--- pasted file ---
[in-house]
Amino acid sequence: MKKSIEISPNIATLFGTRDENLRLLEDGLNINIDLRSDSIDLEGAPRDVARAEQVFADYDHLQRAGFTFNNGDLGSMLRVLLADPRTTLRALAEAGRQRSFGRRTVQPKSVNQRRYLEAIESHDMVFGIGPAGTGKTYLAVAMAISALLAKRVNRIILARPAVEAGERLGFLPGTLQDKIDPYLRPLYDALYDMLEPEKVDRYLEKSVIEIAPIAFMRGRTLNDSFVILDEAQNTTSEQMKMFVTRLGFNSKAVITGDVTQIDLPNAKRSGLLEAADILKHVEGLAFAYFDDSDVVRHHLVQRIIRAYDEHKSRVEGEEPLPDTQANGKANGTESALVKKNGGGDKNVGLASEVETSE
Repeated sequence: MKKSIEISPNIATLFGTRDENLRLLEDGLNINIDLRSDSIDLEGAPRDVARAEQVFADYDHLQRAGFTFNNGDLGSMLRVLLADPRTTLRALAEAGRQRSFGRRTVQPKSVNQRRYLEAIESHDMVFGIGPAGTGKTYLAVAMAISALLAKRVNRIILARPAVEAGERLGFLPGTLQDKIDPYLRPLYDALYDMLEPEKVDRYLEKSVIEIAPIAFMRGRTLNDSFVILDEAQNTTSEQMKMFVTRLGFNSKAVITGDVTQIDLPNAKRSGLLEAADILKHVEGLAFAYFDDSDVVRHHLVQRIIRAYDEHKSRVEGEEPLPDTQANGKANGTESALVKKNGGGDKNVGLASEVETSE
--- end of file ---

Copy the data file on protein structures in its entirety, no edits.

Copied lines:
[in-house]
Amino acid sequence: MKKSIEISPNIATLFGTRDENLRLLEDGLNINIDLRSDSIDLEGAPRDVARAEQVFADYDHLQRAGFTFNNGDLGSMLRVLLADPRTTLRALAEAGRQRSFGRRTVQPKSVNQRRYLEAIESHDMVFGIGPAGTGKTYLAVAMAISALLAKRVNRIILARPAVEAGERLGFLPGTLQDKIDPYLRPLYDALYDMLEPEKVDRYLEKSVIEIAPIAFMRGRTLNDSFVILDEAQNTTSEQMKMFVTRLGFNSKAVITGDVTQIDLPNAKRSGLLEAADILKHVEGLAFAYFDDSDVVRHHLVQRIIRAYDEHKSRVEGEEPLPDTQANGKANGTESALVKKNGGGDKNVGLASEVETSE
Repeated sequence: MKKSIEISPNIATLFGTRDENLRLLEDGLNINIDLRSDSIDLEGAPRDVARAEQVFADYDHLQRAGFTFNNGDLGSMLRVLLADPRTTLRALAEAGRQRSFGRRTVQPKSVNQRRYLEAIESHDMVFGIGPAGTGKTYLAVAMAISALLAKRVNRIILARPAVEAGERLGFLPGTLQDKIDPYLRPLYDALYDMLEPEKVDRYLEKSVIEIAPIAFMRGRTLNDSFVILDEAQNTTSEQMKMFVTRLGFNSKAVITGDVTQIDLPNAKRSGLLEAADILKHVEGLAFAYFDDSDVVRHHLVQRIIRAYDEHKSRVEGEEPLPDTQANGKANGTESALVKKNGGGDKNVGLASEVETSE